More young children trying smoking according to new survey
Fewer people light up, including teens, but young children are more likely to try cigarettes – prompting education push in kindergartens
Kindergartens are to become a new front in the battle against smoking after a survey found that while the number of smokers in Hong Kong has fallen to an all-time low, more young children may be taking up the habit.
In 2003, that proportion had declined to 14.4 per cent.
It also found that 0.3 per cent of the Primary Four to Six pupils surveyed, or 410 of them, said they had smoked a cigarette in the 30 days before the survey, compared to 0.2 per cent in the same poll two years ago.
More than 4,000 primary schoolchildren polled said they had smoked - and 1,800 of them said they had done so before the age of seven. But the number of teenagers smoking has fallen.
Undersecretary for Food and Health Professor Sophia Chan Siu-chee said children usually started smoking because their parents or people around them were smokers, meaning they could get hold of cigarettes easily.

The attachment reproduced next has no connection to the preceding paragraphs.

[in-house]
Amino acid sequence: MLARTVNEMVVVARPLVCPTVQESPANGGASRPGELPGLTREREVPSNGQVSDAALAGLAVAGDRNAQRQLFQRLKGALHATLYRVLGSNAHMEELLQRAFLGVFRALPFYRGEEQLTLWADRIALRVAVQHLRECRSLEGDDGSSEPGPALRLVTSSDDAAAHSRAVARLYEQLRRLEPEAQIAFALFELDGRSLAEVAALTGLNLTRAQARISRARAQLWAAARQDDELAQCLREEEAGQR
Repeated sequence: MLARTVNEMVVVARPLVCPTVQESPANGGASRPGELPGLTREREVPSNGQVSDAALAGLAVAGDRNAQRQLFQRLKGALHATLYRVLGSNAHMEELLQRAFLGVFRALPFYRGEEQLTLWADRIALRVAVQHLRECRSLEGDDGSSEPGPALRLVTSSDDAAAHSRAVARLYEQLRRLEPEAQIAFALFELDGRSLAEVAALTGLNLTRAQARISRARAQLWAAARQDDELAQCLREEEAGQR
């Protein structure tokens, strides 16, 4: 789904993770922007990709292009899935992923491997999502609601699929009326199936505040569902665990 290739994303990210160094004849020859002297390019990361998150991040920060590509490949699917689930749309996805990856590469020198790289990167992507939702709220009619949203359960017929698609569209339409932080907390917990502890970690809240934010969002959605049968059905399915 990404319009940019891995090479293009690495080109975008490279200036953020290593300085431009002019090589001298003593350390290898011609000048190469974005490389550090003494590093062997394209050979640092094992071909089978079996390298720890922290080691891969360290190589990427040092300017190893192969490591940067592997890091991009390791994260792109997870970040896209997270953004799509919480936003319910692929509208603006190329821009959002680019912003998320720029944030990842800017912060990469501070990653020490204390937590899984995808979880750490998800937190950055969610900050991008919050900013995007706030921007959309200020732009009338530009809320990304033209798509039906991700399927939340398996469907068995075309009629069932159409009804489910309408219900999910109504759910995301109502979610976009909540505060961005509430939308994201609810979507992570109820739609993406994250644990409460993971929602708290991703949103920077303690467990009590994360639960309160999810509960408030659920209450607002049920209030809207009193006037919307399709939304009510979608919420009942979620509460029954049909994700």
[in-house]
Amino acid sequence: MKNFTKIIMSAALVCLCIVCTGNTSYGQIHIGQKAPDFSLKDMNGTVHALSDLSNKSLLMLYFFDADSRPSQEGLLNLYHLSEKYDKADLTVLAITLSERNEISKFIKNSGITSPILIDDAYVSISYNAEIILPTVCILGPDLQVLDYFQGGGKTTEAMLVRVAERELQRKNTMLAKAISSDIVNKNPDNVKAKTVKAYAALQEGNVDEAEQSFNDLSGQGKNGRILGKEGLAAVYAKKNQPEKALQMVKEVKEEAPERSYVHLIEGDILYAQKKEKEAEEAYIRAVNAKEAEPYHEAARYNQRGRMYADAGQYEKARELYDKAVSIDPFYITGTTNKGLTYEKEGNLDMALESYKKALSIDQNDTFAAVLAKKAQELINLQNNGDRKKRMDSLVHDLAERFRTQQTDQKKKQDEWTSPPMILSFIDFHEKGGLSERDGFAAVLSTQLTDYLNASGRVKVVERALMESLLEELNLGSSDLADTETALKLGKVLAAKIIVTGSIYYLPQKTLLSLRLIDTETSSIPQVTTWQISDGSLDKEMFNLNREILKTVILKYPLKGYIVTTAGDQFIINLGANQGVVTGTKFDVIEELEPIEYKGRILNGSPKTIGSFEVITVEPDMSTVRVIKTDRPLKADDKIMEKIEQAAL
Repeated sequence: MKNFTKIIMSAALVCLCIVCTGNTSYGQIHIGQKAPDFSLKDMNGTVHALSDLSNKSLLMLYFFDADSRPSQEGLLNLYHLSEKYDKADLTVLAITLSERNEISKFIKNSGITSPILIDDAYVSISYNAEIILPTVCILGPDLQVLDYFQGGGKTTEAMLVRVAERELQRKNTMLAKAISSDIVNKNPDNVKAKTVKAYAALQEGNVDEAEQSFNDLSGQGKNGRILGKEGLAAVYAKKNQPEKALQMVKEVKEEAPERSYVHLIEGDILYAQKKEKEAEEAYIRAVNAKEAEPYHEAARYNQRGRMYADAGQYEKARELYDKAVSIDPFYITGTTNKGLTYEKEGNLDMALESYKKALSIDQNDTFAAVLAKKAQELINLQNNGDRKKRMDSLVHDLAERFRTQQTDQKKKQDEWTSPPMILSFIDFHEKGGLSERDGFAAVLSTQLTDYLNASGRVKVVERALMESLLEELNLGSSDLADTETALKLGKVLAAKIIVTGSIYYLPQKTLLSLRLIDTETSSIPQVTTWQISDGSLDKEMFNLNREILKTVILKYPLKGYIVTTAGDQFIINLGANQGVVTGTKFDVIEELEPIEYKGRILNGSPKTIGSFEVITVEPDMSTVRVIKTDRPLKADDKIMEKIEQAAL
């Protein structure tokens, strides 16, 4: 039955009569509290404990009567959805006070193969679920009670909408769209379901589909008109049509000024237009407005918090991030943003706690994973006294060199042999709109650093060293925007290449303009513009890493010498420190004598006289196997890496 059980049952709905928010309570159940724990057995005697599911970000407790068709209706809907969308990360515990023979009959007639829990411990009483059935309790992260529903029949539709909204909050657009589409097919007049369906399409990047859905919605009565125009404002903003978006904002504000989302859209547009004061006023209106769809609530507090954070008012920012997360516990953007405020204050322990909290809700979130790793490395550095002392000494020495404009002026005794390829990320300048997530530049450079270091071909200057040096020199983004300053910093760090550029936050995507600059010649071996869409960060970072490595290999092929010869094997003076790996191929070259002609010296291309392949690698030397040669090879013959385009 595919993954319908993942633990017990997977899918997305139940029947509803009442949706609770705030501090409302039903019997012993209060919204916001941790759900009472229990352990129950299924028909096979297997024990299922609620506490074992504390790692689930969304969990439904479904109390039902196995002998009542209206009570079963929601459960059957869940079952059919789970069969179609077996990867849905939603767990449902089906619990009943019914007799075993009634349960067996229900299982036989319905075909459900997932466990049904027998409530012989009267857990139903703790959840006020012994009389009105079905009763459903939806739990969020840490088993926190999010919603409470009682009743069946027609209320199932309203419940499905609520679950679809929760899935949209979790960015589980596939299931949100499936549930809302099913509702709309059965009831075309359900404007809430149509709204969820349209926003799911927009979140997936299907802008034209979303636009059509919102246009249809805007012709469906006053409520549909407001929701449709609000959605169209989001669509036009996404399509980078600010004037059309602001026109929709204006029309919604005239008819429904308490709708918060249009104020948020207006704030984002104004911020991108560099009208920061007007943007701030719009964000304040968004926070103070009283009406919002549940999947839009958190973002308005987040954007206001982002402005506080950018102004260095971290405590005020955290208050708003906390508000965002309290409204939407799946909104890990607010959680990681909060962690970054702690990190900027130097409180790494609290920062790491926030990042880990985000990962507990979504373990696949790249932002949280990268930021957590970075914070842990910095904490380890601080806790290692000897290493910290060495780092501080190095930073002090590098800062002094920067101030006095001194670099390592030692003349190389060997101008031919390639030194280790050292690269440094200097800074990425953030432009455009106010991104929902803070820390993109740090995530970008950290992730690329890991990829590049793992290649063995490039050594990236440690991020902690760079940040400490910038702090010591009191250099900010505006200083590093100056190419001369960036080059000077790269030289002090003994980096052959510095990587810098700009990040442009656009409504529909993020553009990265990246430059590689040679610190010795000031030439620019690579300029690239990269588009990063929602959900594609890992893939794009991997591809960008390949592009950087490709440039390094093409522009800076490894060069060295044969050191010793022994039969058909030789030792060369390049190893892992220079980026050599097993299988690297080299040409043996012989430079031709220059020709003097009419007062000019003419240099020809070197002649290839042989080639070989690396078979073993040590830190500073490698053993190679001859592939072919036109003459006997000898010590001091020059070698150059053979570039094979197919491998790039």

"It's important to stop adults around them from smoking, especially at home," she said.
Tobacco Control Office head Dr Christine Wong Wang said the government would conduct an education campaign with non-government organisations in kindergartens in a bid to prevent young children from smoking.
She said the campaign would be conducted in a lively way, such as conveying the message through songs.
"Children are very powerful," she said. "Many people quit smoking for their children, and a lot of elderly smokers quit for their grandchildren."
More than 2,900 of the young children who smoked said they were just experimenting.
The overall smoking rate found in the survey - conducted from September to November last year - indicates there are 645,000 smokers in Hong Kong.
Two-fifths of those smokers are part of the "working population", aged 30 to 59.
The proportion of female smokers aged between 30 and 49 years old increased from 8 per cent in 2010 to 10.7 per cent last year, despite the drop in other age groups.
More than 60 per cent of the smokers surveyed said they had never tried to quit smoking, and more than 85 per cent of these said they had no intention of giving up smoking.
Chan said that the situation in Hong Kong was unique, and could be due to a lack of clear information about the health hazards and incentives to quit.
The survey found 18.8 per cent of former daily smokers said they had quit because tobacco products were too expensive.
Wong noted that the rate was similar to the 19 per cent who quit following advice from health-care professionals.
She said the government would review the effectiveness of current measures, including the existing no-smoking areas and tobacco tax, before making a decision on whether they had to be strengthened.